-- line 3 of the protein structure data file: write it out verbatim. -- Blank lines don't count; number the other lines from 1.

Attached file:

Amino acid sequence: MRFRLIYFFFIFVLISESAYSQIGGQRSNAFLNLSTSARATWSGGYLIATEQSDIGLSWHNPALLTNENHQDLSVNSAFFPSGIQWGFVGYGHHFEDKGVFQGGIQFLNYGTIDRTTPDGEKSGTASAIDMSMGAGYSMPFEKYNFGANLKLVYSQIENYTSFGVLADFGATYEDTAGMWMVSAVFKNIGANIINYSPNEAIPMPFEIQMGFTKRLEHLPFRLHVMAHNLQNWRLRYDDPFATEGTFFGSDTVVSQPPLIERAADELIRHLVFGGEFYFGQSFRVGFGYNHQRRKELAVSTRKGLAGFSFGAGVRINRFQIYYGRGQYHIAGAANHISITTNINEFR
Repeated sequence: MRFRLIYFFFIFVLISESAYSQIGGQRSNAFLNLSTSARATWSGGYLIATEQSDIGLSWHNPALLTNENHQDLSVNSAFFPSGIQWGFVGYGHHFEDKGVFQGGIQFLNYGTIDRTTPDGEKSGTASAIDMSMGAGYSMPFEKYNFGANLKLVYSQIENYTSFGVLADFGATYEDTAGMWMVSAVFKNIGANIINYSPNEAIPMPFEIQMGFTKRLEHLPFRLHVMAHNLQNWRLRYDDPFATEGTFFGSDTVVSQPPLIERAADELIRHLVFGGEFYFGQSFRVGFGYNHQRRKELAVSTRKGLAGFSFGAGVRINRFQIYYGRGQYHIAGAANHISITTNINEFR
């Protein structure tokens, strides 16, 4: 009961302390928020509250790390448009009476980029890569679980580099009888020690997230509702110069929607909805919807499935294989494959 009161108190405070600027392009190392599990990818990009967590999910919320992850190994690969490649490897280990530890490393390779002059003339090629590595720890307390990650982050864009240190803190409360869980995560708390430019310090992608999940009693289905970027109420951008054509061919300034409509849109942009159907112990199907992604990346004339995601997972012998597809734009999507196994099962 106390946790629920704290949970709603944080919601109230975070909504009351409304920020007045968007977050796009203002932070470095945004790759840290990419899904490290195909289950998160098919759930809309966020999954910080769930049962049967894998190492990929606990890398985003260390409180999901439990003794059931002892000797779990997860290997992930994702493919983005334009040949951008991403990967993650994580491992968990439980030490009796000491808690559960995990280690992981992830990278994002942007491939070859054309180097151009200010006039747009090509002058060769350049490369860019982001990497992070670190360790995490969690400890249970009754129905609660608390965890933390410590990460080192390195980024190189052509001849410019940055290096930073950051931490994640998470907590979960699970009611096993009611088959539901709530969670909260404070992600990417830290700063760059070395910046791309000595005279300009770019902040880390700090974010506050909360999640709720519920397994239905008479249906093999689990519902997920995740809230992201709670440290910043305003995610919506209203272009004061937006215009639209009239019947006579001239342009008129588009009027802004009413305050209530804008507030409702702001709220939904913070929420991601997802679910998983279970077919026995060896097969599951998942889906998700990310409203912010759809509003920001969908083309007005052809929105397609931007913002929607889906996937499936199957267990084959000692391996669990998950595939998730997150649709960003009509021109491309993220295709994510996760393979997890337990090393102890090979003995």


């Protein structure tokens, strides 16, 4: 009961302390928020509250790390448009009476980029890569679980580099009888020690997230509702110069929607909805919807499935294989494959 009161108190405070600027392009190392599990990818990009967590999910919320992850190994690969490649490897280990530890490393390779002059003339090629590595720890307390990650982050864009240190803190409360869980995560708390430019310090992608999940009693289905970027109420951008054509061919300034409509849109942009159907112990199907992604990346004339995601997972012998597809734009999507196994099962 106390946790629920704290949970709603944080919601109230975070909504009351409304920020007045968007977050796009203002932070470095945004790759840290990419899904490290195909289950998160098919759930809309966020999954910080769930049962049967894998190492990929606990890398985003260390409180999901439990003794059931002892000797779990997860290997992930994702493919983005334009040949951008991403990967993650994580491992968990439980030490009796000491808690559960995990280690992981992830990278994002942007491939070859054309180097151009200010006039747009090509002058060769350049490369860019982001990497992070670190360790995490969690400890249970009754129905609660608390965890933390410590990460080192390195980024190189052509001849410019940055290096930073950051931490994640998470907590979960699970009611096993009611088959539901709530969670909260404070992600990417830290700063760059070395910046791309000595005279300009770019902040880390700090974010506050909360999640709720519920397994239905008479249906093999689990519902997920995740809230992201709670440290910043305003995610919506209203272009004061937006215009639209009239019947006579001239342009008129588009009027802004009413305050209530804008507030409702702001709220939904913070929420991601997802679910998983279970077919026995060896097969599951998942889906998700990310409203912010759809509003920001969908083309007005052809929105397609931007913002929607889906996937499936199957267990084959000692391996669990998950595939998730997150649709960003009509021109491309993220295709994510996760393979997890337990090393102890090979003995």